Levi's partnered with the IFC, the World Bank's lending arm that serves private companies in emerging regions. Levi's saw a unique opportunity to strengthen its supply chain and improve the health of its suppliers in emerging regions, by working with the IFC on a programme that rewards suppliers who meet labour, safety and environmental standards.

What makes this programme possible and scalable is that it is fully automated and runs in the cloud. That means that there was no expensive hardware or software investments necessary to get the programme off and running across the jeans maker's expansive supply chain network. Levi's, all of its suppliers and the IFC are connected via a cloud-based platform.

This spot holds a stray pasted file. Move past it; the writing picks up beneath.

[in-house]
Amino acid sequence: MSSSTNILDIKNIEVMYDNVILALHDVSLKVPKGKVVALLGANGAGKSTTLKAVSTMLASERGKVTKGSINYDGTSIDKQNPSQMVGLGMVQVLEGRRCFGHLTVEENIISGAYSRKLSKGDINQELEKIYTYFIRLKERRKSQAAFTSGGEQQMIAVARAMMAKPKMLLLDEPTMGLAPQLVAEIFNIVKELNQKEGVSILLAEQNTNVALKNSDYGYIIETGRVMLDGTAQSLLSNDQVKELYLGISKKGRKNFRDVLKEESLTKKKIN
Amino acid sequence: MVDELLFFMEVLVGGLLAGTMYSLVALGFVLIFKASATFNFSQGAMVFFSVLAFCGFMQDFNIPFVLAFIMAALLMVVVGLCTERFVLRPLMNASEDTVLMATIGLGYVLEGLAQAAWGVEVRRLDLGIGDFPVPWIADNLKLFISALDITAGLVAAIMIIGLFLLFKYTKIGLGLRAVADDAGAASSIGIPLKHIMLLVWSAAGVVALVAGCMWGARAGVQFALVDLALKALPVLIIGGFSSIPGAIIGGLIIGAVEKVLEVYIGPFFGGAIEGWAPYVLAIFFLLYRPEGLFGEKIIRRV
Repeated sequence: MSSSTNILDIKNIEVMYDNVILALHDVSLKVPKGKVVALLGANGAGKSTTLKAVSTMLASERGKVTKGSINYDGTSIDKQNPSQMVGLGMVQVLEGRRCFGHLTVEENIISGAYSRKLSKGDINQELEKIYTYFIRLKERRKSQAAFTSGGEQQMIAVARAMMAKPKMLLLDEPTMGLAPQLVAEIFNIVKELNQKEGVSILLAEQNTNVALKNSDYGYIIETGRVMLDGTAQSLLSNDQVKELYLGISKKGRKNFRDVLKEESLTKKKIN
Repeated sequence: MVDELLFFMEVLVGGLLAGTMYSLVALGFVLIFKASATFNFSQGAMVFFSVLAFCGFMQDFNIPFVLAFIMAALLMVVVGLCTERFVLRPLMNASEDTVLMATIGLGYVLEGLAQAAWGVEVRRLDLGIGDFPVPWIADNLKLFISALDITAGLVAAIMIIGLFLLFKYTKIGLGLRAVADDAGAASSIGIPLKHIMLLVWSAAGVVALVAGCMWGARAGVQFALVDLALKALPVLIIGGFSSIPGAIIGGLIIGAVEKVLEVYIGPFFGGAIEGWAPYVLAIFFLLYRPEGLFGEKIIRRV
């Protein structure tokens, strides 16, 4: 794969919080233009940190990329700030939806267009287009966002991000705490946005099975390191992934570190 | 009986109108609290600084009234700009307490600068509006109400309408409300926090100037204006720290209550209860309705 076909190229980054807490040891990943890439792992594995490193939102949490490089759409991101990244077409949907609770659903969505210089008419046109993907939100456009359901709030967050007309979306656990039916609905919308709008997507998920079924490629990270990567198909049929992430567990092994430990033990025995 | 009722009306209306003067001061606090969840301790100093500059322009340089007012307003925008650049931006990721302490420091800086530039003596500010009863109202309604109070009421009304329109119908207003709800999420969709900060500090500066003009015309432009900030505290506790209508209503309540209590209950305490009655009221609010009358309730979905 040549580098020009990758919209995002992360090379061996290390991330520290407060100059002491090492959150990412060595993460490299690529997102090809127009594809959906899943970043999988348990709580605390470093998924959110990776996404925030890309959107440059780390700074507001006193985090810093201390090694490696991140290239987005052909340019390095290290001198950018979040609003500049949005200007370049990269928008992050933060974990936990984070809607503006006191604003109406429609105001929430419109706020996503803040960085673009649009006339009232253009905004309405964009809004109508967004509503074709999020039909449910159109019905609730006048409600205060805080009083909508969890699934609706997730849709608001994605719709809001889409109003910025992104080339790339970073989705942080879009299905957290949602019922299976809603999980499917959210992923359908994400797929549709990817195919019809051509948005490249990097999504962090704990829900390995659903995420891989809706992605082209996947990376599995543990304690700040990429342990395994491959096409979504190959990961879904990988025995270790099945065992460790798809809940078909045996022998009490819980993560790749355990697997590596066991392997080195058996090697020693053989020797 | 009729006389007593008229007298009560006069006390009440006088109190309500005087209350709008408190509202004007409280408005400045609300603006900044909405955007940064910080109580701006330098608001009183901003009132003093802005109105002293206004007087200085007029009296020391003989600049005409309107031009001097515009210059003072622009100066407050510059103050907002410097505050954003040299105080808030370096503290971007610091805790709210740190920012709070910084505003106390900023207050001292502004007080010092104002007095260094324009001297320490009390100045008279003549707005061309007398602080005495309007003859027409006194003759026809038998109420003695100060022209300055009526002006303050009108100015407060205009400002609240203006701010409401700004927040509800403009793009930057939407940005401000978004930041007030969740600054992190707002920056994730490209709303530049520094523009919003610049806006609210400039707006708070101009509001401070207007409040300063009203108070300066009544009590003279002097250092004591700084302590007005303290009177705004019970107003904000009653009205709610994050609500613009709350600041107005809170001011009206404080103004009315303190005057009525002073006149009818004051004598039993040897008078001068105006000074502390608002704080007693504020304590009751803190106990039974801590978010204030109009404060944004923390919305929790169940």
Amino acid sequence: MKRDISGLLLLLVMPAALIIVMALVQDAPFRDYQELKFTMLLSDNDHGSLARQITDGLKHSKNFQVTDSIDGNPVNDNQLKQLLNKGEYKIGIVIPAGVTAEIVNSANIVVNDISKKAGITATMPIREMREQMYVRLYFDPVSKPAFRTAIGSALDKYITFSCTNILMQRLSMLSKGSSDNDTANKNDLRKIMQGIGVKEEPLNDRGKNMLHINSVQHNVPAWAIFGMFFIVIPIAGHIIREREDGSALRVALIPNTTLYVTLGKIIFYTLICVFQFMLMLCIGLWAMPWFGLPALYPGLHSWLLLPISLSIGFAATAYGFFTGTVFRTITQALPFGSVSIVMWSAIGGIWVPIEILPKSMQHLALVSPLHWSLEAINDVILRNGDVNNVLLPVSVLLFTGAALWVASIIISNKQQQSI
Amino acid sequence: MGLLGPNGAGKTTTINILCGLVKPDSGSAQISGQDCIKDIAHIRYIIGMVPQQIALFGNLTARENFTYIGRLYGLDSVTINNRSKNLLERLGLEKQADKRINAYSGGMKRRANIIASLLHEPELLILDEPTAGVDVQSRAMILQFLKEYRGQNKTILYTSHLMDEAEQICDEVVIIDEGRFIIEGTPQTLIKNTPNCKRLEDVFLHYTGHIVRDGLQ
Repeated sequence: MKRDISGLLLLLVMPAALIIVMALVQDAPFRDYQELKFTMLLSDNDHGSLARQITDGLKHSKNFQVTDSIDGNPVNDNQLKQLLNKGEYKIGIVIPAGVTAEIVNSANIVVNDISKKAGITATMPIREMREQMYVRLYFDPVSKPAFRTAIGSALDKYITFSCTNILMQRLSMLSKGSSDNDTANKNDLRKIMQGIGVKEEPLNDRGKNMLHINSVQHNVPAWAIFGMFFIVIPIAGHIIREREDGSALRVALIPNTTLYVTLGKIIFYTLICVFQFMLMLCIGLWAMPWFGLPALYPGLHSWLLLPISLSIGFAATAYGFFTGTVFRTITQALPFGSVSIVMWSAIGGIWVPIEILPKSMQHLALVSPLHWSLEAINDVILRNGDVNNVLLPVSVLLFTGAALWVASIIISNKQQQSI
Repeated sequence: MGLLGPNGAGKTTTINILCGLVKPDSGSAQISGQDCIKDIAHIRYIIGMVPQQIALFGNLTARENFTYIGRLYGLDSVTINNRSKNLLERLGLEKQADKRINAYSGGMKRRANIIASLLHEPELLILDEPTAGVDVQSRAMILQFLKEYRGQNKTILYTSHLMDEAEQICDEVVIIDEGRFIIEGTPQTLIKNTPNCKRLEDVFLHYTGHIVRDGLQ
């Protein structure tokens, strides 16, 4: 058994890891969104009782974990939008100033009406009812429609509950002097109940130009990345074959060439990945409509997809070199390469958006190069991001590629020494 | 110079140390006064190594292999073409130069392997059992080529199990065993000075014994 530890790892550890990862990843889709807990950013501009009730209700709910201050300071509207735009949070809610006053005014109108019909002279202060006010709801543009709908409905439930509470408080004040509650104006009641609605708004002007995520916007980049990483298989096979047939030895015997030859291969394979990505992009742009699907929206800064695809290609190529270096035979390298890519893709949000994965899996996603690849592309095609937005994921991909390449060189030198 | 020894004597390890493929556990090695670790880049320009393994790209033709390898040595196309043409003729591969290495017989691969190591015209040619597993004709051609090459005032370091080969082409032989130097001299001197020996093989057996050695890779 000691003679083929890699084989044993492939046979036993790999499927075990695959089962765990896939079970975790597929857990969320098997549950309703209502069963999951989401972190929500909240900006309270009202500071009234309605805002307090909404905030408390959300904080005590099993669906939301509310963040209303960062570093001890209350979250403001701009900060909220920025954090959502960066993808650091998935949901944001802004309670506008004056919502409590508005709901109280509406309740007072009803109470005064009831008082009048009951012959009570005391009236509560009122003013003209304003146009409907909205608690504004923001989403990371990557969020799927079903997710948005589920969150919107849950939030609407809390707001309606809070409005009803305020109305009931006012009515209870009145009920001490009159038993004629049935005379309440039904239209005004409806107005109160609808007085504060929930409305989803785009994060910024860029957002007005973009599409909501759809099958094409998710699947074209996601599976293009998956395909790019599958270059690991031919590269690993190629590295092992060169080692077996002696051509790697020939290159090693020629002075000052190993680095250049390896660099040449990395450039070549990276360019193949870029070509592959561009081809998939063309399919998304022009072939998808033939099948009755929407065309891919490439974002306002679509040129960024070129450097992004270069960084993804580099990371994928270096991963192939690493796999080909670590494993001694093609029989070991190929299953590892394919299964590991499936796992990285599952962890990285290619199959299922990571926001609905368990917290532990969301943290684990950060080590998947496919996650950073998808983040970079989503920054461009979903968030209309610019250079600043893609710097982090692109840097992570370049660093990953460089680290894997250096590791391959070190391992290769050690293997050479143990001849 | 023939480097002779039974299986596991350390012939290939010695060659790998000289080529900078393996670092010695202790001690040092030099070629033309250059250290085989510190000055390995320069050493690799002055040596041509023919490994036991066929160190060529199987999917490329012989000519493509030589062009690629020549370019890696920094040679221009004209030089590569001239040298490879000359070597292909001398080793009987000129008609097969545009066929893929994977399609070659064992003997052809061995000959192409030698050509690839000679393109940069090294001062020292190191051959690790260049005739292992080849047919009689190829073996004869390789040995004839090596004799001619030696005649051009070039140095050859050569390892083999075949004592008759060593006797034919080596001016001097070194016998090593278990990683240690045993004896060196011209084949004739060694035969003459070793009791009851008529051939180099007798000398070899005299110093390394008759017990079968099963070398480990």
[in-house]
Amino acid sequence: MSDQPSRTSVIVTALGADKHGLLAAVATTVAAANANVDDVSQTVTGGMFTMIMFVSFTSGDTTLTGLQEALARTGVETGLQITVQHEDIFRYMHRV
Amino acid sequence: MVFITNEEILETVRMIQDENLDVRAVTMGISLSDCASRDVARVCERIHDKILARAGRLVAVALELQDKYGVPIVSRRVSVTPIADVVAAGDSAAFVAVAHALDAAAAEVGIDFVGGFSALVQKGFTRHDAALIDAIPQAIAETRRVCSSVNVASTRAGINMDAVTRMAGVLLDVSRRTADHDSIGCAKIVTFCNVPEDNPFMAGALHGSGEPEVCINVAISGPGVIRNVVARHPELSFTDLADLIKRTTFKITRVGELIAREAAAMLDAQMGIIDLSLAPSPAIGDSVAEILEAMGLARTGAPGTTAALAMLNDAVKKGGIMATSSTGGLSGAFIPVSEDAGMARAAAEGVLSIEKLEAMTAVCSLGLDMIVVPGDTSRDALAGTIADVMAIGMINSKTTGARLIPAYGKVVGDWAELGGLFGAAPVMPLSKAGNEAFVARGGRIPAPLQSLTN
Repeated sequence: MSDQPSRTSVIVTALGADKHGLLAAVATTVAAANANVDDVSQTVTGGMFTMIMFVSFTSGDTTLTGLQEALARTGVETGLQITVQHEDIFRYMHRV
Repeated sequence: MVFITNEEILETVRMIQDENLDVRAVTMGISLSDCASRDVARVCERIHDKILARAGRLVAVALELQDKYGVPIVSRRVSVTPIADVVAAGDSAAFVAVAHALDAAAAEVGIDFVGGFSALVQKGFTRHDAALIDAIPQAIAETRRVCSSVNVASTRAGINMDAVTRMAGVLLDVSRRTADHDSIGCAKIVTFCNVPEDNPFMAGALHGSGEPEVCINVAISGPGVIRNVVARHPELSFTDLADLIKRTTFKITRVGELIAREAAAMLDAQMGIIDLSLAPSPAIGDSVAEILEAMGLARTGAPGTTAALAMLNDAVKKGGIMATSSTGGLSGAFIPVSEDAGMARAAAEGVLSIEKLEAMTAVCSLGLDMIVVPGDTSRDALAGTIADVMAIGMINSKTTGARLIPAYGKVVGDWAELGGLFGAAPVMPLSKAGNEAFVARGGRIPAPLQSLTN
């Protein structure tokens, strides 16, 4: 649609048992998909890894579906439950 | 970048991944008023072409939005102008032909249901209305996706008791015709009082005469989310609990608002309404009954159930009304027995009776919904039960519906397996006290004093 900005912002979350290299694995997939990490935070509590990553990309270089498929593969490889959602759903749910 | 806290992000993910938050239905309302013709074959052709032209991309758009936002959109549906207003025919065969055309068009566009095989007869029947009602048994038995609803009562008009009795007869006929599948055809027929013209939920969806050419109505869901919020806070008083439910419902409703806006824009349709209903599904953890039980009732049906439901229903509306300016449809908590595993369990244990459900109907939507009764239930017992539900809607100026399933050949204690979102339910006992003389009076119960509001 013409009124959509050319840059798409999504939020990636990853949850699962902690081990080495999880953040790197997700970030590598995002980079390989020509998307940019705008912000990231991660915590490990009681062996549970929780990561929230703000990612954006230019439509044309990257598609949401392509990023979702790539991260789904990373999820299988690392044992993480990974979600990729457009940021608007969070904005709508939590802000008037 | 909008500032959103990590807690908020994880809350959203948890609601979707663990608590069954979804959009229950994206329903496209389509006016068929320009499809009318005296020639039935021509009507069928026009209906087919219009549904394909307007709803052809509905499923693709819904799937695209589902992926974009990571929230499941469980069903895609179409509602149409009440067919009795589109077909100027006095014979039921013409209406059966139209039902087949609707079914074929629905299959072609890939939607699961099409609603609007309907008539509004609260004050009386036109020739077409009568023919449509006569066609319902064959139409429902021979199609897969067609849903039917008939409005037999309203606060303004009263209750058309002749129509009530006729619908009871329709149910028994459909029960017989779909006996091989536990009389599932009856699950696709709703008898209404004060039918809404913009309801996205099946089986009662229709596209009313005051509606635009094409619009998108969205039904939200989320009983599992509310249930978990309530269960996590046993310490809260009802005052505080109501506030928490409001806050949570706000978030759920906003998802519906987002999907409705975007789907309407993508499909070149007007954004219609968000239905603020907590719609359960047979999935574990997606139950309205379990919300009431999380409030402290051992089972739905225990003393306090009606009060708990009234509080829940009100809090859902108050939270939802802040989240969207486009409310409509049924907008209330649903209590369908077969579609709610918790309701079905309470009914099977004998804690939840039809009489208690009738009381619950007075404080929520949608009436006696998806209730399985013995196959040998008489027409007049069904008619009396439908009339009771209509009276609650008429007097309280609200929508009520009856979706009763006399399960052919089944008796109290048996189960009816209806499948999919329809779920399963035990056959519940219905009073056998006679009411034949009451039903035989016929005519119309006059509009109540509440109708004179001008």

Now, at the click of a button, suppliers can request to get paid early – in just days – on invoices to prevent cash flow issues. Instead of paying high interest rates locally, in emerging regions, suppliers can obtain capital from the IFC at rates based on the financial strength of Levi's.

It's a win for both Levi's and the supplier. A healthy supplier with access to cash to fill orders is likely to be more reliable, responsible and cost effective as supplier's cash flow is improved and risks are removed.

Suppliers are scored on specific metrics related to working conditions, environmental responsibility and overall responsible production. Those suppliers who score higher on their sustainability scorecards are rewarded with better rates.

Bottom line benefits